Reference is made now in detail to a specific embodiment of the present invention, which illustrates the best mode presently contemplated by the inventors for practicing the invention. Alternative embodiments are also briefly described as applicable. An exemplary embodiment in terms of the JPEG standard is provided. However, it will be recognized by a person skilled in the art that the invention can also be applied in MPEG or other data decoding. The use of the exemplary embodiment is not intended to be a limitation on the scope of the invention as set forth by the claims, nor should any such limitation be implied.

A specific exemplary embodiment of the present invention is shown in FIG. 2.

General Operation

By way of an overview, the compressed JPEG data stream is input in 32-bit string words--a single, maximum length, Huffman code word-coefficient pair--on bus 200 into a coefficient decoder 201. Byte boundary information, a 4-bit string word, is input via bus 202 to a RLL detector 203. Header/marker code 4-bit string words are input via bus 204 for decoding in marker detector 205. In general, only one input shift register is used for the input data string.

At the start of an image, two 32-bit input words are loaded. The amount to shift is cleared to zero at the start of an image, so no shift operation is performed on the first cycle. On each clock cycle thereafter, the data is shifted by the number of bits in a previous Huffman code word-coefficient pair.

A logical OR operation is then used for decoding. This is a relatively fast operation since it relieves the need for pointing in the data subset to where the next code word begins, thereby shortening the critical path. However, the problem becomes how to retain byte boundary information since the position of this information will be lost whenever a shift and OR operation with the existing input data is performed. The byte boundary information is obviously critical when a data stream header/marker, such as RESTART or END-- OF-- IMAGE JPEG marker, is encountered. This is therefore attended to in the parallel RLL detector 202 and marker detector 204 handling implementation.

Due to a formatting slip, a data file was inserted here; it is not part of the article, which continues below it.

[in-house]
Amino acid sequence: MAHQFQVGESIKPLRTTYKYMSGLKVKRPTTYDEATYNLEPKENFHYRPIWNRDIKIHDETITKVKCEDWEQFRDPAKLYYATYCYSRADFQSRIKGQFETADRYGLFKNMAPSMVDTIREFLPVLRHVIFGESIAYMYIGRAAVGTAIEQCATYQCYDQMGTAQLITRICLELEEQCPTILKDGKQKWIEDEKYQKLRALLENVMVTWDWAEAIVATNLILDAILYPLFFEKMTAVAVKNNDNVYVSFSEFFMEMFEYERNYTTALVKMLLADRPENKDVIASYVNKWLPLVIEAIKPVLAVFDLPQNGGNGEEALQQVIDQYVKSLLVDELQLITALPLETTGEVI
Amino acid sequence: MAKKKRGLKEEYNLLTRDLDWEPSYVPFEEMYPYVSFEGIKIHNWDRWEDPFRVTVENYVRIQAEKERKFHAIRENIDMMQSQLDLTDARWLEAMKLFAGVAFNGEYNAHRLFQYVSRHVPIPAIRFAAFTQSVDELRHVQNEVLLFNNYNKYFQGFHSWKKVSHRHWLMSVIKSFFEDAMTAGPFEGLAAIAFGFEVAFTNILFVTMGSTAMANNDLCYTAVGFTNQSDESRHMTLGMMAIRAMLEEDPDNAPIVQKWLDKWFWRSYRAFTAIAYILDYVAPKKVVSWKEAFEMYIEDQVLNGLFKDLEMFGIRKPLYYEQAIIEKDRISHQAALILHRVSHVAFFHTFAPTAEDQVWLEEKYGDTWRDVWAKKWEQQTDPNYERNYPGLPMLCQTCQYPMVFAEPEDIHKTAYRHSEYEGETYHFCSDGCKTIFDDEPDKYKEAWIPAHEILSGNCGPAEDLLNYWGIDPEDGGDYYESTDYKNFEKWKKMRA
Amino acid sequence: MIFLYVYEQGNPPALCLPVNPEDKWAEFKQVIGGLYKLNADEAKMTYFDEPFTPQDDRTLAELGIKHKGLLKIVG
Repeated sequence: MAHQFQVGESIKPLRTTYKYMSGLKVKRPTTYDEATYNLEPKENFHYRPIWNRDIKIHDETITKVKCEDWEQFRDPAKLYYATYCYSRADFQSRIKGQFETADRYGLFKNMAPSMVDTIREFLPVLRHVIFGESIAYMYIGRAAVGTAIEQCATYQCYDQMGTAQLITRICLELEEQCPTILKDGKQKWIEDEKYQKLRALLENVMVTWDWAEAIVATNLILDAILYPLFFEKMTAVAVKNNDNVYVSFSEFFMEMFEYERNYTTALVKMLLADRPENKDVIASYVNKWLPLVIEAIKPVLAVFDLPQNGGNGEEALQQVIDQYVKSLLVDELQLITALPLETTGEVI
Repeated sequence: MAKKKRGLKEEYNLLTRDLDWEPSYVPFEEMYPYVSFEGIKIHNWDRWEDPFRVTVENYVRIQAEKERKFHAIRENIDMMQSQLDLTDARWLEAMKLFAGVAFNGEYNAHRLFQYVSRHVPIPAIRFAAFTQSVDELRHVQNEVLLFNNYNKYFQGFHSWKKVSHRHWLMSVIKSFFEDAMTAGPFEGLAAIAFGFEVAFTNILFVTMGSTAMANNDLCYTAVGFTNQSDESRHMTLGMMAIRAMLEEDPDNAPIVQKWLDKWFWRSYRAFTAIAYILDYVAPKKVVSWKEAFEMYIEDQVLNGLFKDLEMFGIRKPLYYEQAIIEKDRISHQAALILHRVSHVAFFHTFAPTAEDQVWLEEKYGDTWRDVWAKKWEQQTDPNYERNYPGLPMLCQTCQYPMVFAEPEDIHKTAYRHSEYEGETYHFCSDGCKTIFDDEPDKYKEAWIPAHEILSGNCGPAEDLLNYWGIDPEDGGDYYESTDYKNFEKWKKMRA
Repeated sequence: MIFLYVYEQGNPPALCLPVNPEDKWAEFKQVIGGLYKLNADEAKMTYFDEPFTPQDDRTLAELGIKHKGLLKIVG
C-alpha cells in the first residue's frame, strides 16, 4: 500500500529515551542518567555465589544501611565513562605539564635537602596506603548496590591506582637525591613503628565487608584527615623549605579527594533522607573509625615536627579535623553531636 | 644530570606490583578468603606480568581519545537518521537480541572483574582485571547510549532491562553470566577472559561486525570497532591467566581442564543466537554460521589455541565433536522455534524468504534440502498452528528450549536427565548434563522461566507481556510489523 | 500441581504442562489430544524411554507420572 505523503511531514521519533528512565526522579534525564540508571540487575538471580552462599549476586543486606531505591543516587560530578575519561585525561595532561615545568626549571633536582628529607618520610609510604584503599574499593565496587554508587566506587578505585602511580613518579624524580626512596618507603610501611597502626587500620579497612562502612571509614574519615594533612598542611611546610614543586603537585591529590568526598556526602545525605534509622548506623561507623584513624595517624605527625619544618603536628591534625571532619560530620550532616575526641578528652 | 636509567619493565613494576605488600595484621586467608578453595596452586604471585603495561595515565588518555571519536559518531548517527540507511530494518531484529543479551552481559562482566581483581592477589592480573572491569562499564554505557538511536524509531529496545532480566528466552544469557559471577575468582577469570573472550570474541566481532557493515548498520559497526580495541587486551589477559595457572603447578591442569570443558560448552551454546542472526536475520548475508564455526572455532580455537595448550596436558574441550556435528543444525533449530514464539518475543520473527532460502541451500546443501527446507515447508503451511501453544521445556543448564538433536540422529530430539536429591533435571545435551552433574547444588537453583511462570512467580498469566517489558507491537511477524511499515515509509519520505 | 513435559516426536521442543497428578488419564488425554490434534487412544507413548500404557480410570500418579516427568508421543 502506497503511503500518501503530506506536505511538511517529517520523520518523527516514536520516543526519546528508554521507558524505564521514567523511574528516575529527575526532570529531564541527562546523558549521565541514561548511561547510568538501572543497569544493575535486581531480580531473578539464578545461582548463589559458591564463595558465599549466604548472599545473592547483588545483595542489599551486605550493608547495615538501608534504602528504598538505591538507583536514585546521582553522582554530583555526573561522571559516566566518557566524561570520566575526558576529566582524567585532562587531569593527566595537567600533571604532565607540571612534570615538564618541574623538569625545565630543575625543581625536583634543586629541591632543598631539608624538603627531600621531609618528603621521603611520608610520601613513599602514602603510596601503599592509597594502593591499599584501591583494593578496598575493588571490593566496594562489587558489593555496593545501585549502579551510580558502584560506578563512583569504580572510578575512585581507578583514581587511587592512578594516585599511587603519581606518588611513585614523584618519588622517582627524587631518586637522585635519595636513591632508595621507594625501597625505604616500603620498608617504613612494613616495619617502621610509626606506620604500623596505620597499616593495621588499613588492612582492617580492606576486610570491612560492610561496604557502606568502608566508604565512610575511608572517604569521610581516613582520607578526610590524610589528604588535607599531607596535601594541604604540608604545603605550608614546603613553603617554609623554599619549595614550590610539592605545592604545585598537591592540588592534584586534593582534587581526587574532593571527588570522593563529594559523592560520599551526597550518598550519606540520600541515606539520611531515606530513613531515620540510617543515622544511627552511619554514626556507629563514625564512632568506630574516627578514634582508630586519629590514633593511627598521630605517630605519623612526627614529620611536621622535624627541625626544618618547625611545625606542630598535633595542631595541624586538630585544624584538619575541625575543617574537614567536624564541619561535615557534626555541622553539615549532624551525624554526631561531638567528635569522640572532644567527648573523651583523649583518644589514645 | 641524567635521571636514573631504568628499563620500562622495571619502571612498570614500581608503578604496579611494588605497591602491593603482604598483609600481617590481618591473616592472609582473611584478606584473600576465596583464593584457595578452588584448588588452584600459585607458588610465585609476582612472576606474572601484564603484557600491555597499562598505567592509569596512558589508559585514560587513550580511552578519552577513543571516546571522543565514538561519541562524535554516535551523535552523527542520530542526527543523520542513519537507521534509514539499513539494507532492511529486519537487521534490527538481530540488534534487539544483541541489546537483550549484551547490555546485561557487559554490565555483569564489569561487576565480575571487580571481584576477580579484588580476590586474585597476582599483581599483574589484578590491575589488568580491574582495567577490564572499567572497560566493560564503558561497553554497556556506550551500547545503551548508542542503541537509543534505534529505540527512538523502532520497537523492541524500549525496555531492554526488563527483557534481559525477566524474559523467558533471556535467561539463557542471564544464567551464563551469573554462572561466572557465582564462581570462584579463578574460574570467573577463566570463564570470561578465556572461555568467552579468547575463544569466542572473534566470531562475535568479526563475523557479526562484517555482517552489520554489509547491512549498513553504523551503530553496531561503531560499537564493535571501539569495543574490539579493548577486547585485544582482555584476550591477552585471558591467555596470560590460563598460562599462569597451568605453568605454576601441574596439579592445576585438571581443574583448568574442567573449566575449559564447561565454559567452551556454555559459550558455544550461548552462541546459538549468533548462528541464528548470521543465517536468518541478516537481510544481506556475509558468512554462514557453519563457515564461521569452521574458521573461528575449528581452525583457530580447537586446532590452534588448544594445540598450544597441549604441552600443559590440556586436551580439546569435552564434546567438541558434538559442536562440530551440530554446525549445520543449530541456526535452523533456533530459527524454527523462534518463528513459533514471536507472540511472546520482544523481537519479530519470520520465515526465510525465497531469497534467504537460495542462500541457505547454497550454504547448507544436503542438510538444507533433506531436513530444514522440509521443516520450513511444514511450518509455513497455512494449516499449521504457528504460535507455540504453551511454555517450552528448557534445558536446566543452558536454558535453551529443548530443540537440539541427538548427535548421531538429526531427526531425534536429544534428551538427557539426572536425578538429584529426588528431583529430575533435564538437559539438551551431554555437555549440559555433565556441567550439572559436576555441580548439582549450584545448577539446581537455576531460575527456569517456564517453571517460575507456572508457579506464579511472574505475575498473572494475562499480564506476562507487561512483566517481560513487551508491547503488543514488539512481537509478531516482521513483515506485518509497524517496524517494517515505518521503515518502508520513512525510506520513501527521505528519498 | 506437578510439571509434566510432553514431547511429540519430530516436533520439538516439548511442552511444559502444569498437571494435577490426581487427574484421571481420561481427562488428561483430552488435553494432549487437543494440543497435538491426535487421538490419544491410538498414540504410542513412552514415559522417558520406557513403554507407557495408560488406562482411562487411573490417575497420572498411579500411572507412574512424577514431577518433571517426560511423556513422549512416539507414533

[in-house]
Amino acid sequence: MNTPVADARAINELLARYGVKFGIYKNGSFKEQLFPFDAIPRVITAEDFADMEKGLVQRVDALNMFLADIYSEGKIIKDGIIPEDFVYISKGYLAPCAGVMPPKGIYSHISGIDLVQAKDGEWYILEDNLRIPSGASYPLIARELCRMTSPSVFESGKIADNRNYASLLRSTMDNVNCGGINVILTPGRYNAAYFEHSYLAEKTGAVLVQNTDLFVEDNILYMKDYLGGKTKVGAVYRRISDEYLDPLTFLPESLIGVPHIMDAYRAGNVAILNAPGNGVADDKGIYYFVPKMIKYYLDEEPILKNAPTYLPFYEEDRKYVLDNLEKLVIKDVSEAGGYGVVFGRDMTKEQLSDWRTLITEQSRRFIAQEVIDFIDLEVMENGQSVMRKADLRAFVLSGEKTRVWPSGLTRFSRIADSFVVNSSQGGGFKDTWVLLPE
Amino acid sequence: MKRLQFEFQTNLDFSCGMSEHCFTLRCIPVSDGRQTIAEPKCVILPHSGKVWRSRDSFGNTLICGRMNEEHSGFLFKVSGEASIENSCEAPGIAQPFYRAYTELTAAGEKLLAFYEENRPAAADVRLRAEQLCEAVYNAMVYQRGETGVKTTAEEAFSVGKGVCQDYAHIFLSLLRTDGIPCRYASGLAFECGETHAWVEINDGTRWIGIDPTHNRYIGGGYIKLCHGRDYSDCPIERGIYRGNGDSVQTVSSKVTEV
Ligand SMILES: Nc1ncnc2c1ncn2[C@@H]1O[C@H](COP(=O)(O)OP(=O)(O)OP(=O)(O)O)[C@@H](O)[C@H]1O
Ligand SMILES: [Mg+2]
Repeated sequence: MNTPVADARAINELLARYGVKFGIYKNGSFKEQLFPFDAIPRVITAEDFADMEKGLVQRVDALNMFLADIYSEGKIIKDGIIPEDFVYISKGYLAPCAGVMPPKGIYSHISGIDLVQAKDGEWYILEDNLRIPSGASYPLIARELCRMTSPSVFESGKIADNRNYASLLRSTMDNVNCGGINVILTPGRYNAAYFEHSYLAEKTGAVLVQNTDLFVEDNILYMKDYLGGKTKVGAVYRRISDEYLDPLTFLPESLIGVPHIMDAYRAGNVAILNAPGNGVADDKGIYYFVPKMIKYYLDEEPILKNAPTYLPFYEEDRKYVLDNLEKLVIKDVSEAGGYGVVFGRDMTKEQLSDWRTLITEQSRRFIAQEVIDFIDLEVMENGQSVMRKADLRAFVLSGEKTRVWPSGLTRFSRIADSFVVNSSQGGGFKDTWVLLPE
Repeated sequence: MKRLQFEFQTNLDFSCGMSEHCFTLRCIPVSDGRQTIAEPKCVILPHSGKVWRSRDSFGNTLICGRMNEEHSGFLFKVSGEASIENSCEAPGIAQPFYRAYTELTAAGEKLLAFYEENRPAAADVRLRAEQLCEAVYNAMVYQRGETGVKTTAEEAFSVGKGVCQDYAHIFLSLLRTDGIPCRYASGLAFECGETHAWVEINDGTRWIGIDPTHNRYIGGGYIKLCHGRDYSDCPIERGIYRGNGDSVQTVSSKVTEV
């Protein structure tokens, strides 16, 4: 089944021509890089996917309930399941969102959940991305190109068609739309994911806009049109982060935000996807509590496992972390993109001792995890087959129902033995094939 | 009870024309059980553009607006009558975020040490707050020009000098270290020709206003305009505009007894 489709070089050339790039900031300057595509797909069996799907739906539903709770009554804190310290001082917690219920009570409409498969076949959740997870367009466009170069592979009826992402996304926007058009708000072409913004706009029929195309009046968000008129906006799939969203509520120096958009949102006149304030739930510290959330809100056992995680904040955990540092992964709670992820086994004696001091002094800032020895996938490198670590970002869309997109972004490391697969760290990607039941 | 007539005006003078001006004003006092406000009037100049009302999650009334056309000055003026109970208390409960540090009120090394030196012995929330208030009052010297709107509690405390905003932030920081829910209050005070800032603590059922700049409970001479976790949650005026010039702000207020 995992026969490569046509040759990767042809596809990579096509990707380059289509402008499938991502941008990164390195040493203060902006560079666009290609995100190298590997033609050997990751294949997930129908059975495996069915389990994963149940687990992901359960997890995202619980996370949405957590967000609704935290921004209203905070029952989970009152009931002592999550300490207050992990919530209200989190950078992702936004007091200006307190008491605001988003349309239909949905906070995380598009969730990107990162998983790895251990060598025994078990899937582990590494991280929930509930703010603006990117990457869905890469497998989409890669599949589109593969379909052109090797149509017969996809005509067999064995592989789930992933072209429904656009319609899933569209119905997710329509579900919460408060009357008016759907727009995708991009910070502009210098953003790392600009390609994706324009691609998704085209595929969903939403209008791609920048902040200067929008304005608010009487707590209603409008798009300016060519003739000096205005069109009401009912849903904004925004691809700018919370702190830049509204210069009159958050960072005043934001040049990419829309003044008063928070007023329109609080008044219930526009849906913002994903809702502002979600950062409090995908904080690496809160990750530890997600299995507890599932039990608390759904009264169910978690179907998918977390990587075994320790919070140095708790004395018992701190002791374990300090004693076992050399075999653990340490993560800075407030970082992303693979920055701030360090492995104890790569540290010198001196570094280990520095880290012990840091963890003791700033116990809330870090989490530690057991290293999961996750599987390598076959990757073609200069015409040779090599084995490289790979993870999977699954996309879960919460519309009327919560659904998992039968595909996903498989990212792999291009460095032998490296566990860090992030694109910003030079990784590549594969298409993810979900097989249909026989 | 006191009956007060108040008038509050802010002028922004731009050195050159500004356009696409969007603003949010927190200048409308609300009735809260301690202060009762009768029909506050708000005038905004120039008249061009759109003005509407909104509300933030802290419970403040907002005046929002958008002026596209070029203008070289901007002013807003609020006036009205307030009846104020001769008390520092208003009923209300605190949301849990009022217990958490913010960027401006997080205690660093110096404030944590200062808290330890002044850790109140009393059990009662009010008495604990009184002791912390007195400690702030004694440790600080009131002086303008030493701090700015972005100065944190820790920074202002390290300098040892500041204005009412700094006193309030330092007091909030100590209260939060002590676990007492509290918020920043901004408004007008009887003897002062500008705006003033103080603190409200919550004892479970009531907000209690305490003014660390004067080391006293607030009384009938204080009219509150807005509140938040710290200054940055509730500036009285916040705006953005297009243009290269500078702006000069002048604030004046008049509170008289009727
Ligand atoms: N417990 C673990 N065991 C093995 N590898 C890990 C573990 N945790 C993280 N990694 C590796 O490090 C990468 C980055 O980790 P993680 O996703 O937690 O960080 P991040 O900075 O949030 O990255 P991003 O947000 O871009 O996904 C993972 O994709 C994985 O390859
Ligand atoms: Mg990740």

Input Data--Loading

Looking to FIGS. 3A AND 3B, a specific embodiment of a high speed Huffman decoder 300 in accordance with the present invention is shown, including a solution to the dilemma of maintaining byte boundary and data stream marker information in proper registration. Standard logic is presented as will be recognized by those skilled in the art. The Huffman decoding technique itself employs a scheme for accessing a lookup table based on the number of leading ones in the Huffman code word. This method of decoding is described by in U.S. Pat. No. 4,899,149 (Kahan) and U.S. Pat. No. 5,208,593 (Tong) incorporated herein by reference in their entireties. Thus, the description hereinafter focuses on the description of the invention as claimed herein.

The 32-bit input data word received on bus 200 is loaded into a data register, "Q," 301, a 75-bit data register for the segment of the input data stream currently being decoded. Seventy-five bits are necessary because after shifting, the left most eleven bits hold the sign-stripped coefficient from the previous code word-coefficient pair. In addition to this set of eleven bits, two full 32-bit words from the current input data stream are queued. For decoding of a "next" Huffman code word, it is necessary to extract the code word from the data stream in the Q-- register 301. In the JPEG standard, this code word can be up to 16-bits long. The preceding code word-coefficient pair may be up to 27-bits long (i.e., 16-bits for the code word and 11-bits for the encoded coefficient). Thus, on any given cycle, it is necessary to have a minimum of 43-bits (16-bits+27-bits) in the Q-- register 301. Since forty-three is greater than a 32-bit input data word length, it has been determined to be an expeditious implementation to queue two 32-bit words.

Header/markers/byte Boundary Information Bits--Loading